NewsBlaze search box Daily News header

Thirst Movie Review: Twilight With Chopsticks

By     get stories by email

Somewhat aptly described as Twilight With Chopsticks, though that particular utensil is essentially bypassed for more novel devices like swiped patient IVs in this Korean feeding frenzy thriller, Thirst conjures a confusion of human appetites in conflict with spiritual misgivings that pale in comparison. Director Park Chan-wook (Old Boy), notorious for his lavish display of stylish irreverence, apparently picked up the Jury Prize this year for this comical meditation negotiating reluctant blood binging with Chan-wook's own very personal lapsed Catholicism.

Sang-hyun (Song Kang-ho) is a young priest who offers himself up as a martyr as part of an experimental program in Africa to test a controversial vaccine intended to counter a deadly virus. But after receiving a tainted blood transfusion, Sang-hyun is transformed into a vampire. At the same time, his miraculous recovery as the sole survivor of the pestilence, brings him unwelcome celebrity as a faith healer dubbed The Bandaged Saint. And when Tae-ju (Kim Ok-vin), the abused wife of an ailing childhood friend makes a play for the never-been-kissed cleric, both her seductive overtures and alluring bodily fluids are impossible to resist.

Thirst Movie

With this steamy and sordid triangle the least of his current worries, Sang-hyun frets over various strategies to feed his addiction without actually killing anybody (a colleague kindly offers him a sip from his circulatory system now and then), and at the same time keeping his libido under control via sexual self-flagellation. And while an advocate against vampire prejudice ('people don't blame those with cancer'), the perplexed priest is dragged seemingly against his will into indiscriminate human slaughter by his increasingly depraved and out of control lover.

Thirst has its share of comically gory interludes, but with a running time clocking in well over two hours, this guzzler banquet overstays its welcome like a supersized beverage that's lost its kick some time ago. Though there's much to learn about the art of vampiring here. Including more efficient corpse feasting by cutting the feet of your human dispensers off at the ankles and hanging them over the bathtub to drain, and what a turn-on a freshly punctured pierced ear can be.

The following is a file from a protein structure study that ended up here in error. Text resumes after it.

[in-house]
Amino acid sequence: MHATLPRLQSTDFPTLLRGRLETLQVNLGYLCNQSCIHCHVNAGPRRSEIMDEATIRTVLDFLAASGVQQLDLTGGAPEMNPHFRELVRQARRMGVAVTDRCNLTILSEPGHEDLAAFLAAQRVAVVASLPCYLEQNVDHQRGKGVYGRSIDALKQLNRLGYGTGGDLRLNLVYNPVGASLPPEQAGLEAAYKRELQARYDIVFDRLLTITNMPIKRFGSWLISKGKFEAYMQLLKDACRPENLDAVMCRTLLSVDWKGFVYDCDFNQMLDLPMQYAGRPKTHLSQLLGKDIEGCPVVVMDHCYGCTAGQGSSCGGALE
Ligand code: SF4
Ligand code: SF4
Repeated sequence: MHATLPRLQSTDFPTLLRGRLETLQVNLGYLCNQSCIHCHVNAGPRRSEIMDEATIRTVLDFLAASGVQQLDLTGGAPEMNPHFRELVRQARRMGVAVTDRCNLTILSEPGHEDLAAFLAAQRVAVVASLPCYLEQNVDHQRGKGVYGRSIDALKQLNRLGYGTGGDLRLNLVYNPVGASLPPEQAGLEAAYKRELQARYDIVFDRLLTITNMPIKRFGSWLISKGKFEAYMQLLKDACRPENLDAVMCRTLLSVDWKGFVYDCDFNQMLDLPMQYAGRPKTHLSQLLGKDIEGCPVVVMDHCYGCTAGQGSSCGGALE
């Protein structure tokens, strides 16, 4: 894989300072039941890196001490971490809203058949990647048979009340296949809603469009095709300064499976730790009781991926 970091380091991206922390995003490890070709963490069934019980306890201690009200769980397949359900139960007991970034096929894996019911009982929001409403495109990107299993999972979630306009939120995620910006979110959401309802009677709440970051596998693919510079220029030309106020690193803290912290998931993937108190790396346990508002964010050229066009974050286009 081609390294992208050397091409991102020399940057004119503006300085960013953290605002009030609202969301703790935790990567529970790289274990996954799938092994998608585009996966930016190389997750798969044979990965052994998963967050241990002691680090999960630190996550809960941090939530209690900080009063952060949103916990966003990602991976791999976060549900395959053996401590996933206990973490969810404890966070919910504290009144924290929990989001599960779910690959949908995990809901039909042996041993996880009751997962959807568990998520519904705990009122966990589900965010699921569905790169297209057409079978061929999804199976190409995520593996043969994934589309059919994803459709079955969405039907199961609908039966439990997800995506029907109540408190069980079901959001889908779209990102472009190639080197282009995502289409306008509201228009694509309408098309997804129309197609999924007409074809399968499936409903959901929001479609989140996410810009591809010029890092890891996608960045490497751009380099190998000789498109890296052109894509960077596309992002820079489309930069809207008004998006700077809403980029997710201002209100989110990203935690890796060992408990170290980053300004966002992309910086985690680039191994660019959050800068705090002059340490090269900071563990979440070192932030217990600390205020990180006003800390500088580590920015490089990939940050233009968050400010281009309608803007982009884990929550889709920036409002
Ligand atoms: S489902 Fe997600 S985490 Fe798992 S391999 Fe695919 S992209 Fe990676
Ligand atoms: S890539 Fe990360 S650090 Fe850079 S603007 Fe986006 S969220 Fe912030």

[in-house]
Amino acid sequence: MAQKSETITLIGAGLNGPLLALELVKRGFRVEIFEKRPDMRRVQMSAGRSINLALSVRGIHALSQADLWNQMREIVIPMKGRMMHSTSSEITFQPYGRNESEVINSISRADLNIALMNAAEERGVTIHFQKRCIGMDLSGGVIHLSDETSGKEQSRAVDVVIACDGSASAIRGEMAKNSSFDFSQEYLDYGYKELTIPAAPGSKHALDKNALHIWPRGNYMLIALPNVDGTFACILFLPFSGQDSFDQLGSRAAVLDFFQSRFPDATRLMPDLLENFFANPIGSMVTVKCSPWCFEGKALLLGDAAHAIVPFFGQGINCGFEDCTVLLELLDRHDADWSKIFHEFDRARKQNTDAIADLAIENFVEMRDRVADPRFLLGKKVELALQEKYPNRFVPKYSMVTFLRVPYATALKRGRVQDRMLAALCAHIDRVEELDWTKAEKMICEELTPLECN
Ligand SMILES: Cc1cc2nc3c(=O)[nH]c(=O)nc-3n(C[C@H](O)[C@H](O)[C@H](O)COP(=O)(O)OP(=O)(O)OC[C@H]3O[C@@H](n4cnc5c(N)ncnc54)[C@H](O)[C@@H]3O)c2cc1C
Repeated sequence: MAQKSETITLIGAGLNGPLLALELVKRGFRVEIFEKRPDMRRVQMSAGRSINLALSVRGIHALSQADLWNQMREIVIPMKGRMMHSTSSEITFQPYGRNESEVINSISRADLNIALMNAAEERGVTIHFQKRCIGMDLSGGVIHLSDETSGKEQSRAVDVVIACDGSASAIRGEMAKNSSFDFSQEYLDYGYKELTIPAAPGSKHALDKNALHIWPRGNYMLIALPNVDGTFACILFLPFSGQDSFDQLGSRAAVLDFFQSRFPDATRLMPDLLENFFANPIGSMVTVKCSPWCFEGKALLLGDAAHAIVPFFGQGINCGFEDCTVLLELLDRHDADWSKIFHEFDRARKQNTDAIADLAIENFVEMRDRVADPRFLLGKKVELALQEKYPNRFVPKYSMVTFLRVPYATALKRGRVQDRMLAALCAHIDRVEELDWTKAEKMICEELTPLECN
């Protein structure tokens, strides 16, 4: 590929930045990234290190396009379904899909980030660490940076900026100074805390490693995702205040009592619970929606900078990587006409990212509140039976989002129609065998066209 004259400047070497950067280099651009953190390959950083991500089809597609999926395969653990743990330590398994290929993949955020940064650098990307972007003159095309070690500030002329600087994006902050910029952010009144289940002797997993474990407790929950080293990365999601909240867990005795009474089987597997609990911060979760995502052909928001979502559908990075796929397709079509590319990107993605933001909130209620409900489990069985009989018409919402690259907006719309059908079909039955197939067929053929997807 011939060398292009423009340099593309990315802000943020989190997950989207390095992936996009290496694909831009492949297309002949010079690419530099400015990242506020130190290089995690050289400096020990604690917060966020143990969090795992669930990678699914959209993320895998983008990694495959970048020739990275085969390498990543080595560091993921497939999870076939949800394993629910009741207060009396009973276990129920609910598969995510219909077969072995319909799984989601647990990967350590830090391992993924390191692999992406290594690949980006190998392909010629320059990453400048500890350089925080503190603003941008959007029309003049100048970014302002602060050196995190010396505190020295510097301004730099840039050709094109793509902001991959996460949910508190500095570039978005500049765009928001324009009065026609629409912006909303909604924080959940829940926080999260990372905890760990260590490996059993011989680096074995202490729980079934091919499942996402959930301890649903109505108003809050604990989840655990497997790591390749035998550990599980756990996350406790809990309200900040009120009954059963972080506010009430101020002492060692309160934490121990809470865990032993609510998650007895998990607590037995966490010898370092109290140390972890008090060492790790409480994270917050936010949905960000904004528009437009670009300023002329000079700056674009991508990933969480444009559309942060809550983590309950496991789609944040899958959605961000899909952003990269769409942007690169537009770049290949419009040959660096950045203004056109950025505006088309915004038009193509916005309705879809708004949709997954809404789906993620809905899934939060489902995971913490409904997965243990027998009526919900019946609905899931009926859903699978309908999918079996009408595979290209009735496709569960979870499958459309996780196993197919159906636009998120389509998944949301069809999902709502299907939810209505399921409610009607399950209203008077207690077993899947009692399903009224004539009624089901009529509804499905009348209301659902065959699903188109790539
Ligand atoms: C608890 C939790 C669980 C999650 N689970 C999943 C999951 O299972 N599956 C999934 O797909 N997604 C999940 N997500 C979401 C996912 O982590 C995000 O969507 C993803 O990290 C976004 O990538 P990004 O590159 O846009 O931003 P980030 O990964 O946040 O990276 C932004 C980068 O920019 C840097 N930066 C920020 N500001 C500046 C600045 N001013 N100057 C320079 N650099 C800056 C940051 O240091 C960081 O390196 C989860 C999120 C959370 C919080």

Focus Features
Rated R
2 1/2 stars

Prairie Miller is a multimedia journalist online, in print and on radio. Contact her through NewsBlaze.

  Please click this get stories by email button to be notified about future stories, and please leave a comment below.

  Please leave a comment here     If it does not display within 10 seconds, please refresh the page

Related Movie Reviews News

Prairie Miller talks to Elizabeth Hurley about The Royals, and to Nina Paley, artist, filmmaker, animator, cartoonist and free culture copyright activist.
Created by Sir James Matthew Barrie, Peter Pan was first produced as a play in 1904 and adapted into an illustrated novel seven years thereafter. The enchanting fairy tale made its screen debut as a silent movie in 1924, with assorted remakes, seque
Where to Invade Next hops from one topic to another, never lets the audience know what it's about and, after two hours of cinematic navel gazing, it's unlikely they care.
Prairie Miller has a Halloween Visitation. Cult Horror Director Sam Raimi drops in, Death Of A Salesman In Yiddish and classical concert pianist Hannah Reimann
Bond is back, possibly Daniel Craig's last outing. Can SPECTRE step out of the shadow cast by SKYFALL's great acclaim. Read Kingsley's review to find out!
This race hate documentary chronicles neo-Nazi relocation to Leith, a small town in North Dakota, and what the locals did to get rid of the supremacists.


NewsBlaze Writers Of The Month

Popular Stories This Month

newsletter logo

Copyright © 2004-2015 NewsBlaze Pty. Ltd.
Use of this website is subject to our Terms of Service and Privacy Policy  | DMCA Notice               Press Room   |    Visit NewsBlaze Mobile Site